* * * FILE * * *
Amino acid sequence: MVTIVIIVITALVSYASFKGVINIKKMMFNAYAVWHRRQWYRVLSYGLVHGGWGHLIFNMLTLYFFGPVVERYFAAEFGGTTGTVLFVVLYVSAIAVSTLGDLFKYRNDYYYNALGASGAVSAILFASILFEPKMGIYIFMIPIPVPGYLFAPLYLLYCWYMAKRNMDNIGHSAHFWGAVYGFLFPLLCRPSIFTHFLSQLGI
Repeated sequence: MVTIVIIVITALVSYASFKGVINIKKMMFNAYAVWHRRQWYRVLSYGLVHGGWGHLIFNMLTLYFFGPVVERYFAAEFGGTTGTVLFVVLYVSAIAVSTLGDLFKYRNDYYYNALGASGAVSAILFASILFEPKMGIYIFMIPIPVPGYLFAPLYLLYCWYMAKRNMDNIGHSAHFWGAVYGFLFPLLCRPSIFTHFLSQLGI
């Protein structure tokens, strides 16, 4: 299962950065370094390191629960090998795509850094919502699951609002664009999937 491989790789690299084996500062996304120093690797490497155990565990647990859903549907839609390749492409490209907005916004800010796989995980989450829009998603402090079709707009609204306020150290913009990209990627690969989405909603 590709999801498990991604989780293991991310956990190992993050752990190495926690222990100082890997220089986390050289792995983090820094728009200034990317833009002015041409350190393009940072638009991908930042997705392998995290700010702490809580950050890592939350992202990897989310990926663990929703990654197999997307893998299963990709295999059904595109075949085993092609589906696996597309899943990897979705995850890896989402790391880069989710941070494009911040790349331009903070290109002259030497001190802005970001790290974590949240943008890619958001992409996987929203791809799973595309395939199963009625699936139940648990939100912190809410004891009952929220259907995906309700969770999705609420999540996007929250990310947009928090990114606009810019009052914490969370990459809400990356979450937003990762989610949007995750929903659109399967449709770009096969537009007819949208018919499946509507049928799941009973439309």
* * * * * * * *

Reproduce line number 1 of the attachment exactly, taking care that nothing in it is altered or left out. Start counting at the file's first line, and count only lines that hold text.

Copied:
Amino acid sequence: MVTIVIIVITALVSYASFKGVINIKKMMFNAYAVWHRRQWYRVLSYGLVHGGWGHLIFNMLTLYFFGPVVERYFAAEFGGTTGTVLFVVLYVSAIAVSTLGDLFKYRNDYYYNALGASGAVSAILFASILFEPKMGIYIFMIPIPVPGYLFAPLYLLYCWYMAKRNMDNIGHSAHFWGAVYGFLFPLLCRPSIFTHFLSQLGI